Financial Performance

Amazon’s Q1 Profit Dips on COVID Response

The company expects to plow its entire Q2 operating profit back into "getting products to customers and keeping employees safe.”
Matthew HellerMay 1, 2020
Amazon’s Q1 Profit Dips on COVID Response

Coronavirus lockdowns sparked increased demand for Amazon’s services in the first quarter but profit fell more than 30% as the company spent heavily on responding to the pandemic.

CEO Jeff Bezos said the crisis was “demonstrating the adaptability and durability of Amazon’s business as never before, but it’s also the hardest time we’ve ever faced” as it seeks to provide for customers while also protecting employees.

“If you’re a shareowner in Amazon, you may want to take a seat, because we’re not thinking small,” he said in a news release.

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For the first quarter, Amazon net sales rose 26% to $75.5 billion amid a surge in online shopping by consumers confined to their homes. But net income fell to $2.5 billion, or $5.01 per diluted share, from $3.6 billion, or $7.09 per diluted share, a year ago.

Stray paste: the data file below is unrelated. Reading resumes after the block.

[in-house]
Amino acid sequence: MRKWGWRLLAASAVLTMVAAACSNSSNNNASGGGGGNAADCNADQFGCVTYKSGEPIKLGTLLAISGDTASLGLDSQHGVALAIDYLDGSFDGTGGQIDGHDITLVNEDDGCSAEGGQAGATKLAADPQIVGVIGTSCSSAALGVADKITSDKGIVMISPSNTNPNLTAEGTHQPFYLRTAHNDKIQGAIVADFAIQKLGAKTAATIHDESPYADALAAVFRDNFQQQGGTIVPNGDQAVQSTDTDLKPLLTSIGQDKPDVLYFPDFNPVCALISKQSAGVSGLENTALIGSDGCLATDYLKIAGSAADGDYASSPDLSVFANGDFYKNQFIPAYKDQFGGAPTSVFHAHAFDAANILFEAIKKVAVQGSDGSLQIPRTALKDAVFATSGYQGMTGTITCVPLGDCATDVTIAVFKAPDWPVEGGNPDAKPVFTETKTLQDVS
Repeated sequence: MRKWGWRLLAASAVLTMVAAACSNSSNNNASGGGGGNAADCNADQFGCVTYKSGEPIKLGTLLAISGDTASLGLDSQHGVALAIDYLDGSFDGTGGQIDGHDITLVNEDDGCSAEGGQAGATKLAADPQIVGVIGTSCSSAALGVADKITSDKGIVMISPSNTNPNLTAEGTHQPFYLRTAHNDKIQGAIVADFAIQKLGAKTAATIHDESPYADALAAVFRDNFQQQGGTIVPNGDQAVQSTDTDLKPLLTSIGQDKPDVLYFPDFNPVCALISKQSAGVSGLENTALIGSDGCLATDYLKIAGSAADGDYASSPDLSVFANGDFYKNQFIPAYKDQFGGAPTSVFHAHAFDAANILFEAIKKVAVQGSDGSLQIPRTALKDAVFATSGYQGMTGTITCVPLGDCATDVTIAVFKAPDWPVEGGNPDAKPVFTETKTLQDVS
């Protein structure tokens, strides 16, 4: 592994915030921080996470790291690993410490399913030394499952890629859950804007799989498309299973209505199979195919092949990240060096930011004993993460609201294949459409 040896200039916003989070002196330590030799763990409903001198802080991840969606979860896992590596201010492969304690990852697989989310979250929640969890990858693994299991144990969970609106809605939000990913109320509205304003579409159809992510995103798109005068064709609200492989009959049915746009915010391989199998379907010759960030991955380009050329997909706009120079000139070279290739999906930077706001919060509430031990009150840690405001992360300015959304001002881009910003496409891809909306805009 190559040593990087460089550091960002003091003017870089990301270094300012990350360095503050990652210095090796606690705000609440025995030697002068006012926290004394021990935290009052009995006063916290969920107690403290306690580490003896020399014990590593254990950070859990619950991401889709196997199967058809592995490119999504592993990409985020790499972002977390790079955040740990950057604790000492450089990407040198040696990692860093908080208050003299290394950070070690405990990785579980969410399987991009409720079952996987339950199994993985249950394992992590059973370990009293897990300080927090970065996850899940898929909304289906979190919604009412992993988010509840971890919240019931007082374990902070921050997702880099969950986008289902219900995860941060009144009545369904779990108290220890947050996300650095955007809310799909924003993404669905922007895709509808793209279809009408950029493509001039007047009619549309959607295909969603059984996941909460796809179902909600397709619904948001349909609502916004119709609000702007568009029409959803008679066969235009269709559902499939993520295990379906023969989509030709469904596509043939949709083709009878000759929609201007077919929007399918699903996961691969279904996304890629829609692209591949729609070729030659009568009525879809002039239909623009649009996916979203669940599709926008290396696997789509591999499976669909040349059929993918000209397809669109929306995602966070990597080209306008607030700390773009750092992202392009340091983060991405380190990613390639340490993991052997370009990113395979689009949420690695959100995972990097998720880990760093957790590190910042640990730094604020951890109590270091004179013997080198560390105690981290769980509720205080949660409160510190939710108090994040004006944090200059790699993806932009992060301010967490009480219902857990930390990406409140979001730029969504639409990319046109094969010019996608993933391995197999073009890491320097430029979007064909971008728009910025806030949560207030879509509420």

Wall Street analysts were expecting earnings of $6.25 per share on net sales of $73.61 billion.

The decline in profit reflected in part a 29% increase in operating expenses to $71.5 billion as Amazon invested in more than “150 significant process changes in our operations network and Whole Foods Market stores to help teams stay healthy.”

Bezos said there would be a lot more of such investment to come.

“Under normal circumstances, in this coming Q2, we’d expect to make some $4 billion or more in operating profit,” he said. “But these aren’t normal circumstances. Instead, we expect to spend the entirety of that $4 billion, and perhaps a bit more, on COVID-related expenses getting products to customers and keeping employees safe.”

CFO Brian Olsavsky said Amazon expects to spend $300 million in the second quarter to develop the capability to test staff for the coronavirus and around $1 billion for the full year if the initial effort is successful.

“Amazon built its commanding position by spending all its cash to grow before it became the profit-making machine it is today. It’s doing the same thing during this lockdown period and will likely come out a winner again,” Kim Khan, U.S. markets analyst at, told Reuters.

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